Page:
Our house held a small but important shrine to Shiva on the ground level, opened only once a year on this day. Indra warned all of us to shutter our windows tightly as “the smoke will come up”. We saw what she was talking about as we looked out our window into the courtyard below (these houses were originally all interconnected and used by large extended families) and saw a little man kindling a very large bonfire right under the guests’ windows! The two little kids were out there too with miniature temple drums to bong, and the wood shavings and scraps from the workshop soon had quite the conflagration going. Shiva was dressed in new clothes for the occasion, and people lined up in the street outside to peer through an opening into the shrine with the bonfire merrily crackling behind. When we went outside to peer in through the window in our basement, everyone tried to tell us how special it was to see this Shiva image only once a year.
Bhaktipur’s religious monuments are very old, over 1000 years in some cases, and the earthquake damage is sad to see. However the amount of restoration that has been done in less than two years augurs well for the future. Many people lost their homes and are still struggling to rebuild, as Nepal is both poor and corrupt so they are on their own to pay for it. There is more money available to resurrect the temples and shrines, plus foreign aid to help out.
Our square is the oldest in Bhaktipur but a short walk took us to the Durbar Square with its former royal residence and other large temples. Two other squares of note were the potters’ square and Taumadi with the highest temple in Nepal (of course your hardened correspondents climbed to the top).
One day we took a car into the countryside to find a very important temple, Changu Narayan which was heavily damaged by the earthquake and closed for a time. Open again but in the midst of restoration by a team of archeologists with some German funding, it is possible to imagine the grandeur that was. The roads were terrible and got worse as we went to a very high Kali temple to supposedly admire the beautiful view which was completely obscured by mist. We knew this was not the time of year for mountain viewing, we will have to be lucky to get a good look at the Himalayas even from Pokhara.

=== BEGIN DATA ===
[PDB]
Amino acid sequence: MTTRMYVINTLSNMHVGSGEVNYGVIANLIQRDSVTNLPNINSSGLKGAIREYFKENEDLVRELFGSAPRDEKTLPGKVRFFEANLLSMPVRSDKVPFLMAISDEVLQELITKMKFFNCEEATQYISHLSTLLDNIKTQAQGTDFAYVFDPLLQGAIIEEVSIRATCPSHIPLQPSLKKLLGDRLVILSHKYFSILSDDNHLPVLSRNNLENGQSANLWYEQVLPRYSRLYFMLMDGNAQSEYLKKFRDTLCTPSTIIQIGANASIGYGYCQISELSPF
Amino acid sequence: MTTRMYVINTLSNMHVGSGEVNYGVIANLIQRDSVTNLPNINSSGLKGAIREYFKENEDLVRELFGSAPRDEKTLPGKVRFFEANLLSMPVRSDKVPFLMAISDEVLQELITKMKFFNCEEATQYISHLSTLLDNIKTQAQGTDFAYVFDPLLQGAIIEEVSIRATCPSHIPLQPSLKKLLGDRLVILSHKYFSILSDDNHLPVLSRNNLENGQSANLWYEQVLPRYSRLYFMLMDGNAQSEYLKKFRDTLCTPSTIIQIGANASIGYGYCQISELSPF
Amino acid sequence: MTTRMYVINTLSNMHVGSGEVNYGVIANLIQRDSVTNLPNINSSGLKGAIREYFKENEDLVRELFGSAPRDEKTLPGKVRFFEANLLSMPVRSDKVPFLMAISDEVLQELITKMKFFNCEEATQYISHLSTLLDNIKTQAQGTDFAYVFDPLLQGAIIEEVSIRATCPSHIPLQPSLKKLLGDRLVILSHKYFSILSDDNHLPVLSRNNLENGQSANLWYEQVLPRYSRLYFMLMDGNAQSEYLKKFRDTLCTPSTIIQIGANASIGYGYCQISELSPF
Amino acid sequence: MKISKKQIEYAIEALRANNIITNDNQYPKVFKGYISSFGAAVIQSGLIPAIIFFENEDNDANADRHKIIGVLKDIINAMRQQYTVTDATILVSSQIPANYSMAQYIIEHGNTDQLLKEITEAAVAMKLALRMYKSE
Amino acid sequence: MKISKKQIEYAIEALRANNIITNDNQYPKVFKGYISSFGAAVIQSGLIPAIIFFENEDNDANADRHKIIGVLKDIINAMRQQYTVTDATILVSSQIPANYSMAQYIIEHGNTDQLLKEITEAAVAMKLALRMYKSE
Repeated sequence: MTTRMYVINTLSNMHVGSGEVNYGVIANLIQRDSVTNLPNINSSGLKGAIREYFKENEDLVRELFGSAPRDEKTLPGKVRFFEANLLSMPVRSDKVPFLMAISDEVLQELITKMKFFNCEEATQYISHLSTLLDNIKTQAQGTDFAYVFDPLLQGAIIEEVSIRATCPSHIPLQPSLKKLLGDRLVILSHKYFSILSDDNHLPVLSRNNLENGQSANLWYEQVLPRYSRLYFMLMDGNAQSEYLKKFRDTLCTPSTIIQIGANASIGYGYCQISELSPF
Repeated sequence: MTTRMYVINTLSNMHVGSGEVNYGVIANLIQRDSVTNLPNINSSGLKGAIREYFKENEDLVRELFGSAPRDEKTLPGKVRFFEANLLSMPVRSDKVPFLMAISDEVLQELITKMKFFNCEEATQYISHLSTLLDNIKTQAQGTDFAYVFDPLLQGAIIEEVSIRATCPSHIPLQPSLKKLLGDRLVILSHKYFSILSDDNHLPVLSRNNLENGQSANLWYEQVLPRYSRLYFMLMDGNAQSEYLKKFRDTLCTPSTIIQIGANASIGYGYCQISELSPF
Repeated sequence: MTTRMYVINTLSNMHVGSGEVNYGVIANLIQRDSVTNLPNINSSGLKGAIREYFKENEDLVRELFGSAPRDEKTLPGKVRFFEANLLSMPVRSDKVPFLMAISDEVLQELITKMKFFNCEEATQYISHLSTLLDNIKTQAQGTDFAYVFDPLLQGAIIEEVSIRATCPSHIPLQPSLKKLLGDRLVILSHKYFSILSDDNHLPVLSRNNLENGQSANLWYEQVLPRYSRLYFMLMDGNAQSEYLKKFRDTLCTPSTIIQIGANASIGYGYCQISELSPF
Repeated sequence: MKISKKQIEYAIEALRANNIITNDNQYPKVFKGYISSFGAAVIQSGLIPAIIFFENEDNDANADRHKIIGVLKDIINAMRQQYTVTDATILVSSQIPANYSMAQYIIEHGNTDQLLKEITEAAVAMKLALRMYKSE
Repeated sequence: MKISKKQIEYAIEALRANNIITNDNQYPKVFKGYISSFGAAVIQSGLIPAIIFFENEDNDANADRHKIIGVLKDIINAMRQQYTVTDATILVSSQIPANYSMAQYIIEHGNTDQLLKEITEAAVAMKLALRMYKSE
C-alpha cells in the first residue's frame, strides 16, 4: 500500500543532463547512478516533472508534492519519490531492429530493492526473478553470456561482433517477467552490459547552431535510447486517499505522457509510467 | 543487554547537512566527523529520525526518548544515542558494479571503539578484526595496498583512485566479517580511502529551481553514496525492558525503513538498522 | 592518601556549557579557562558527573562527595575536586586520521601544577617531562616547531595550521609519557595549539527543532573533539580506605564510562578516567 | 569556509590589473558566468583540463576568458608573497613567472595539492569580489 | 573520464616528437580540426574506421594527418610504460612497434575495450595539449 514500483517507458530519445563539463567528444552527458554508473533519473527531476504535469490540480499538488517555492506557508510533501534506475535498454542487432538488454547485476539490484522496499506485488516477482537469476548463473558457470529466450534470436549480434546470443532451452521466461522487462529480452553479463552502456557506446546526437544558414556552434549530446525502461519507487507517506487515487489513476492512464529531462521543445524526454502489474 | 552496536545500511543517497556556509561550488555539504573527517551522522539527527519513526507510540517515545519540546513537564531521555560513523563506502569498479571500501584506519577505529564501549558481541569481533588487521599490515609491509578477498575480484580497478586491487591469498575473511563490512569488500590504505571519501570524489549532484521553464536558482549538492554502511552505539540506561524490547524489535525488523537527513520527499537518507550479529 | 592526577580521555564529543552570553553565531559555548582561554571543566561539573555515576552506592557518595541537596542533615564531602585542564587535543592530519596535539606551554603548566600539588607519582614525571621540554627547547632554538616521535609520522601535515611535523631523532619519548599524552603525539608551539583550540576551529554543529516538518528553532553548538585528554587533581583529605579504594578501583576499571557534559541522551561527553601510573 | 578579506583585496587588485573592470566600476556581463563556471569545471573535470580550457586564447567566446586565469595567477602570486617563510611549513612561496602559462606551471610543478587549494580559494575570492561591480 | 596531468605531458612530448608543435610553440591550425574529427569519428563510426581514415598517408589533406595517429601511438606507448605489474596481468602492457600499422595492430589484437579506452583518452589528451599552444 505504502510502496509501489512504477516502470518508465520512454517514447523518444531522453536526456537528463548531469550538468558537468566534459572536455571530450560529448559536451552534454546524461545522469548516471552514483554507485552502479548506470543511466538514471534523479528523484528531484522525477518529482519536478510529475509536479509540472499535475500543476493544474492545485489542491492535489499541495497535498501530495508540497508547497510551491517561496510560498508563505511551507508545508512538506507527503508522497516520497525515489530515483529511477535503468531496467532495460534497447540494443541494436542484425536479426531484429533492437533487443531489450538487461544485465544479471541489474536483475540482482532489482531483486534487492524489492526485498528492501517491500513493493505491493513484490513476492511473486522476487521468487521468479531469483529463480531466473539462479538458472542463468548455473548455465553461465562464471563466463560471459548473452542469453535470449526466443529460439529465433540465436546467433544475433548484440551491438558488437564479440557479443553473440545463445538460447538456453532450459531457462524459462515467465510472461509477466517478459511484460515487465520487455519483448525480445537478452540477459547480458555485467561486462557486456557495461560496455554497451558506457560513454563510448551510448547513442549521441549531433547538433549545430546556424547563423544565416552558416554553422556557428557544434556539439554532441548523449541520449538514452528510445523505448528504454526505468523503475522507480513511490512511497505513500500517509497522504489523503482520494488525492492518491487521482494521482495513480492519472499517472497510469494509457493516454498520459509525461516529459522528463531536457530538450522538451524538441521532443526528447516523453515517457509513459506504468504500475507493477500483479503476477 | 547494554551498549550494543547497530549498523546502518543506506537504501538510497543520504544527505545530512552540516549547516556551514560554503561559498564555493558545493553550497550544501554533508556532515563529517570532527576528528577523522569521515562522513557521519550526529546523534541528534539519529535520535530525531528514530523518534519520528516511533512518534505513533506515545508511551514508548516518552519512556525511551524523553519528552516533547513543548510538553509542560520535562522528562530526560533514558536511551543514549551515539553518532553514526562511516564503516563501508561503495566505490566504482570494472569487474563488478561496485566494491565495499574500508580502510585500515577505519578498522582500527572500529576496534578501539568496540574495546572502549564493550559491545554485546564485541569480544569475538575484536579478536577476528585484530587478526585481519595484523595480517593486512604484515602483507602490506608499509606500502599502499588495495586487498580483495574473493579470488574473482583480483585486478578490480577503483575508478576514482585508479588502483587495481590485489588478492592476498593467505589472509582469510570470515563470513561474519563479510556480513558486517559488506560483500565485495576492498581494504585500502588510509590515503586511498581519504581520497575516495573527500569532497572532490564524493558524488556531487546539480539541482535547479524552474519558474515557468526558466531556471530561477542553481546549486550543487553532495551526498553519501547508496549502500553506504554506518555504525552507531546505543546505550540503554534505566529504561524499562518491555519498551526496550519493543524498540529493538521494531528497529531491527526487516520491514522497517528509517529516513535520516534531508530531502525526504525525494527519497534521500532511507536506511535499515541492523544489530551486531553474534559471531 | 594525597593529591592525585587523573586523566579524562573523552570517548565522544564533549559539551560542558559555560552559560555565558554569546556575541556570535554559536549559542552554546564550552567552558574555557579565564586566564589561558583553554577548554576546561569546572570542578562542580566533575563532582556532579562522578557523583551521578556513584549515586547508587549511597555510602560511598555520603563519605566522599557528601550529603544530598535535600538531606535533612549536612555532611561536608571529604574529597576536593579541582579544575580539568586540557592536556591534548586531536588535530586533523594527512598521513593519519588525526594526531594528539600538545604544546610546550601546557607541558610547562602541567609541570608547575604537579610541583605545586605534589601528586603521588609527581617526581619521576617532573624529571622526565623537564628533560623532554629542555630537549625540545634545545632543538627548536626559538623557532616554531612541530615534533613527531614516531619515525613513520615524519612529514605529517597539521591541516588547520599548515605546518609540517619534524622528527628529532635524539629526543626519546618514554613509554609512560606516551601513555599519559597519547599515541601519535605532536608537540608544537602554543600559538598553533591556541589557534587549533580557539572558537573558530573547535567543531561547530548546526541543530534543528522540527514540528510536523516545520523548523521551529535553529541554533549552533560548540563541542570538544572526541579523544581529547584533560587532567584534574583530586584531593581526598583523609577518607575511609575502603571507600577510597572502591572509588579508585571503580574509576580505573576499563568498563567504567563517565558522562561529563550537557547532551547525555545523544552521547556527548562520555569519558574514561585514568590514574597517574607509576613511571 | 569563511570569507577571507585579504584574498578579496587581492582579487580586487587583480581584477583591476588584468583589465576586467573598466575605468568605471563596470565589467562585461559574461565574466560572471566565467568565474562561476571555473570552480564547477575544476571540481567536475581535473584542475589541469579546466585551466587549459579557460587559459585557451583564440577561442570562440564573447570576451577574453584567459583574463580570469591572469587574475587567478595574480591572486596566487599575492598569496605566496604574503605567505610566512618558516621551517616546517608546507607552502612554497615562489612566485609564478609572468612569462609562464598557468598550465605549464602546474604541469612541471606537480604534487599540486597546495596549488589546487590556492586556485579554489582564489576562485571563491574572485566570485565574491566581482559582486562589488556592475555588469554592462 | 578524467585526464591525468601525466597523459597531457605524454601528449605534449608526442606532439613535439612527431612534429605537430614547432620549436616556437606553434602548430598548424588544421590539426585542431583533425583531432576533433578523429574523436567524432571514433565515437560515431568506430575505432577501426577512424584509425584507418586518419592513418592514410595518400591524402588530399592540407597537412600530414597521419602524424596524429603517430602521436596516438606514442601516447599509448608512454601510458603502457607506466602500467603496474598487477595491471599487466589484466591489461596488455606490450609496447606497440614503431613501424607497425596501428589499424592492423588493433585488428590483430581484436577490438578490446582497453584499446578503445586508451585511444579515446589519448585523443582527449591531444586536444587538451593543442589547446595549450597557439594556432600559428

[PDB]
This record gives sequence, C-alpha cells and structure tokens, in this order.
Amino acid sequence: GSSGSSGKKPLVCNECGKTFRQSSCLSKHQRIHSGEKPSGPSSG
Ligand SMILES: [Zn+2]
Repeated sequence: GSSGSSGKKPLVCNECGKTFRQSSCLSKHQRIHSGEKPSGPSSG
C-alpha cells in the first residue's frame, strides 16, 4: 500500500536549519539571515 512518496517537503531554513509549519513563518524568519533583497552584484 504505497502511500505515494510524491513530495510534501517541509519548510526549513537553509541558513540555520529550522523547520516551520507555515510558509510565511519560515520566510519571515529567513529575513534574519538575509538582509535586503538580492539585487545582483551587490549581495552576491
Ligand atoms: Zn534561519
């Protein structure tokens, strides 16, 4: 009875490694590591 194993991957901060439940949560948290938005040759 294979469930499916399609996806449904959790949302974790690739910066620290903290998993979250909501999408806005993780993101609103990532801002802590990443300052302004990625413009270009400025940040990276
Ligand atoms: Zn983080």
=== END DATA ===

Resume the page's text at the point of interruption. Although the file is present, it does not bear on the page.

We got up to a gorgeous, newly built Tibetan Buddhist Monastery called Namo Buddha, such a peaceful spot. Since Tibetan New Years is starting, there were many making their devotions, including a large group from Korea with Korean monks. The monastery is built on the spot where a young Buddha in a previous life as a prince found a tigress who was starving and could not feed her cubs. Out of compassion he allowed her to eat him so that the cubs could be fed. He then ascended to a higher plane of existence. The cave where this all took place is populated now with a stone tiger family, and is a sacred place of worship.
We so enjoyed our time there that we have decided to return for our last couple of days and go to the airport from there. We are so charmed already by this country and the easy going Nepalese, that we wonder why it has taken us 43 years to make a return trip!